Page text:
October 23: Tangled titles | Failed taxi auction | Century 21 opens | Automating SEPTA

Nobody bid on the new $475,000 medallions at PPA’s first auction for wheelchair-accessible taxi licenses. Paul Nussbaum reminds us that taxi medallions (which ration the privilege to drive a for-hire vehicle in Philadelphia) used to cost only $65,000 back in 2005, but as the population has grown, the number of taxi medallions has stayed the same, resulting in more expensive medallions, and higher rents charged to cab drivers by fleet owners.

The Daily News has a big feature series on how reinvestment and population growth have been changing Philadelphia, and the piece on tangled title problems is timely and important as the land bank will be able to clear titles of back taxes and tax liens on tax delinquent properties. “A person has a tangled title if he or she resides in and maintains a home — usually purchased by a family member who has since died — but is not the recorded legal owner on the title to the property…”

Democrat Tom Wolf, the frontrunner for PA Governor, wants state government to do more to assist cities with land use planning. A Wolf administration would want “more oversight over land use and development, more mixed income-mixed use development, and more technical assistance to local entities in the planning process,” says Irina Zhorov.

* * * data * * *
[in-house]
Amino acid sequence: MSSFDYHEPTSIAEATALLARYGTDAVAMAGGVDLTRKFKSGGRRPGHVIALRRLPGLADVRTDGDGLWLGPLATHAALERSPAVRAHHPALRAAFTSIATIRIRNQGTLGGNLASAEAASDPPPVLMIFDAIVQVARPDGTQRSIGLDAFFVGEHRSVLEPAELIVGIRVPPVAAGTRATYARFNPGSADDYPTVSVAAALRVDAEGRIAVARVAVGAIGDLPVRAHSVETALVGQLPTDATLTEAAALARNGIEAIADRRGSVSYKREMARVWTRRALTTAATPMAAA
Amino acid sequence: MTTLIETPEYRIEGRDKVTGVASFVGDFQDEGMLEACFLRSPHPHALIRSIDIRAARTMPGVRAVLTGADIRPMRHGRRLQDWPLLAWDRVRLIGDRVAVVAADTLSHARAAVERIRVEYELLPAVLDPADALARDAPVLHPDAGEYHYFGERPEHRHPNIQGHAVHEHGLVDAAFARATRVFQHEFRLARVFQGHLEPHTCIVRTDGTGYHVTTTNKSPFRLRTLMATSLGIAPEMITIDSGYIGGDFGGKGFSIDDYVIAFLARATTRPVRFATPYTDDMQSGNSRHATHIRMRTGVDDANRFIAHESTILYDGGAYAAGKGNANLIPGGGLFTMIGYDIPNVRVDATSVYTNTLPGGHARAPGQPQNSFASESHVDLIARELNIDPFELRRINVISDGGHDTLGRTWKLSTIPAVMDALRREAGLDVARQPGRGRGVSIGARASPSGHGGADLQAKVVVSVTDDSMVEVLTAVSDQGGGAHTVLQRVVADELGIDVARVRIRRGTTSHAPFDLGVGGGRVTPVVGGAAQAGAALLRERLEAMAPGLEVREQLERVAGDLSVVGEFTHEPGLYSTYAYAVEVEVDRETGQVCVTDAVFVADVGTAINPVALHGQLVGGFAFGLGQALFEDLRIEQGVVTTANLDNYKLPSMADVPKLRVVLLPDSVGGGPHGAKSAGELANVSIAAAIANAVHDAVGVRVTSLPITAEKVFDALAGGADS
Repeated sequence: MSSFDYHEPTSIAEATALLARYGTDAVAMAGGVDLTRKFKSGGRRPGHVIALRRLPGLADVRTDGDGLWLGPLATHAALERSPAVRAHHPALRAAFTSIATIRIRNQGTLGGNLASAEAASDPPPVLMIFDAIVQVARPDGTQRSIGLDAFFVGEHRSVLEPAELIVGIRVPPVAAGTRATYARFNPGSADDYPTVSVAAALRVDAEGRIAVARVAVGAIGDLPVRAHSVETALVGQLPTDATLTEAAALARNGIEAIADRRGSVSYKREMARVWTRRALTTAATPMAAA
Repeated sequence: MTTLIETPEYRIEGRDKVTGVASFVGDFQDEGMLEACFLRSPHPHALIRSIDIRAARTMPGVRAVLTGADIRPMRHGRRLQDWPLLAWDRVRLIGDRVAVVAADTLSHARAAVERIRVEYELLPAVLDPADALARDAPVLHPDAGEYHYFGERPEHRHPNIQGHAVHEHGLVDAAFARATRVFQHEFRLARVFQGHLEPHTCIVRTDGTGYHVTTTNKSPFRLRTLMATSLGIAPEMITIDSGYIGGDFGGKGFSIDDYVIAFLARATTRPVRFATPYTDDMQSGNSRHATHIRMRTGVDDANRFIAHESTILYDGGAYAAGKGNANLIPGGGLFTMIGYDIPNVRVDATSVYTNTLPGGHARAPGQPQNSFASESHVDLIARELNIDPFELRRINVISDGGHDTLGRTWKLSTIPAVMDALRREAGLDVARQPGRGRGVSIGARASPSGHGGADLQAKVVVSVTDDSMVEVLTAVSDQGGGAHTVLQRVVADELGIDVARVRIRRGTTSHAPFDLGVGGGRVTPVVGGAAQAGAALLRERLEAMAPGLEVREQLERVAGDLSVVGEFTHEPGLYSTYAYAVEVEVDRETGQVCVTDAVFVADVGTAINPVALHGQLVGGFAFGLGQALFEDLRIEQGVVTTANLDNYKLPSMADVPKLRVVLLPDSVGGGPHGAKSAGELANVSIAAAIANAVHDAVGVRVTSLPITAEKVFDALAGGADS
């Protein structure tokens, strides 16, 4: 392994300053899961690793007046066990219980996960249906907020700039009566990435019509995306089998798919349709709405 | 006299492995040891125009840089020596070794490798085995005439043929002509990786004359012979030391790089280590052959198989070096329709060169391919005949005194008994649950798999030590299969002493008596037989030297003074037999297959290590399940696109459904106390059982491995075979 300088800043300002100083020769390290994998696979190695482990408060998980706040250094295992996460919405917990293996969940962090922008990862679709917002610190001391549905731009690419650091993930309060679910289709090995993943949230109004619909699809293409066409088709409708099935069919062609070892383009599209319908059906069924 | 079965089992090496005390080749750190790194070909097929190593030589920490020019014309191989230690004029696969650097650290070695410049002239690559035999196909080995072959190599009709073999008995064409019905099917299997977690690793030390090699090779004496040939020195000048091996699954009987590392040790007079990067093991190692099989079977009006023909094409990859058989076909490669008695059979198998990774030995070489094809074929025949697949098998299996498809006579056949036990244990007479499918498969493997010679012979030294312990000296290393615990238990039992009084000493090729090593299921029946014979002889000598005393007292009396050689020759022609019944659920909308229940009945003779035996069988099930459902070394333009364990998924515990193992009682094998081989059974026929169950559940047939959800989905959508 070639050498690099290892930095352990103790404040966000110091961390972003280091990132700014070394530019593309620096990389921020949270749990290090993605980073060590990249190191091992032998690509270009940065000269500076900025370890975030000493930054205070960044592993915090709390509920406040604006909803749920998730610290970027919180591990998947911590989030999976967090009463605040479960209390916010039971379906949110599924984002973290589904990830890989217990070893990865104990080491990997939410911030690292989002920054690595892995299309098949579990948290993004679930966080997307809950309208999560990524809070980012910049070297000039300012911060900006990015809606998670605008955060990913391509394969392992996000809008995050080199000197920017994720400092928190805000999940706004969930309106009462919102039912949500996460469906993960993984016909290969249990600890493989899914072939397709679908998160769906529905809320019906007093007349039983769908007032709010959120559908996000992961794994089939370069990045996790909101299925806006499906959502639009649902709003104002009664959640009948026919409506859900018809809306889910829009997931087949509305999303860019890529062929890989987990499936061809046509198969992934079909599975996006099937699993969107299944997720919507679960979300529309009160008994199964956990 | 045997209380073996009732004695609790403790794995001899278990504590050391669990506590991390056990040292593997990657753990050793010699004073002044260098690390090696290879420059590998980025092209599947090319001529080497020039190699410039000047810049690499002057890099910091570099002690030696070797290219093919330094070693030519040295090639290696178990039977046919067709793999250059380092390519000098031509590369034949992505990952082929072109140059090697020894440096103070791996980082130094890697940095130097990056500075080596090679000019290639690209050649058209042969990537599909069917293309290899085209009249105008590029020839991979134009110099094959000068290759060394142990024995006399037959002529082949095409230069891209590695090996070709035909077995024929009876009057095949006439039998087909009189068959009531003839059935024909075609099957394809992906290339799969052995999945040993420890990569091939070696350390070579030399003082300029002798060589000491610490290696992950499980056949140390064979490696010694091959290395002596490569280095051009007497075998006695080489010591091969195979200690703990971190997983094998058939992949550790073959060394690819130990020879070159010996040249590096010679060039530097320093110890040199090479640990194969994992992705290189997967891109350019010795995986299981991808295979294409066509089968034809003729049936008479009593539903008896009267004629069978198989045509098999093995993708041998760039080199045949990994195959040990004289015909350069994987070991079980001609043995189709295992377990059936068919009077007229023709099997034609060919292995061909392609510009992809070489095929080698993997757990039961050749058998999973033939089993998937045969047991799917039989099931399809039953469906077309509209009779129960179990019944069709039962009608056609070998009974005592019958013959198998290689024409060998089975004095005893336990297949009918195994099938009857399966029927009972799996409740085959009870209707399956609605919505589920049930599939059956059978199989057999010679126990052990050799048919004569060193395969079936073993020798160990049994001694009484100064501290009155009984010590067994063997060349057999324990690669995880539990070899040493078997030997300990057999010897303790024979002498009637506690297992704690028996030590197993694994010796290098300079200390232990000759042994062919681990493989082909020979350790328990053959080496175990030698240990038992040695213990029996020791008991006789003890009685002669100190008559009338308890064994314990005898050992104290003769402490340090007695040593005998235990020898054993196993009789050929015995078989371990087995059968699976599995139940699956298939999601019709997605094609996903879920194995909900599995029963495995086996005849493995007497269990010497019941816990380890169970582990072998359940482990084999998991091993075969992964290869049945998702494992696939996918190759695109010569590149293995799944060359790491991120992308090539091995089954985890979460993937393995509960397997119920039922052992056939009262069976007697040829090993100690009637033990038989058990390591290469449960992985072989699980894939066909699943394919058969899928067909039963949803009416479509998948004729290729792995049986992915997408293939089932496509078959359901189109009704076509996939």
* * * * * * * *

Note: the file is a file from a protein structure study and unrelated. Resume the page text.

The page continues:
The owners of the parcel at 4224 Baltimore on Clark Park will go ahead and seek a zoning variance after all for U3’s 123-unit project proposal that has the support of many neighbors. Controversy flared over the past few weeks, as it appeared the owners would build a less interesting project by right, rather than go through zoning.

Transit blogger Michael Noda says platform screen   doors, if they are a first step toward automated trains, “are the best improvement SEPTA can make for itself, its workers, and (most importantly), the public it serves.”

City Council’s L&I committee is moving forward with a bill making changes to the fire code concerning large abandoned buildings, which “essentially creates a database of the “worst of the worst” commercial and industrial buildings slated to be sealed for demolition,” reports Jenny DeHuff.

Century 21’s Philadelphia store at 8th and Market opens today as the first department store they’ve opened outside of New York City in the company’s 53-year history. 

David Thornburgh, of Penn’s Fels Institute of Government, will replace Zach Stahlberg as head of the good-government group Committee of Seventy, and he wants the organization to do more to get candidates on the record with policy specifics. From his “permanent vacation” in New Mexico, Zach Stahlberg thinks this focus is appropriate because “there’s a very ordinary set of politicians running for mayor.”

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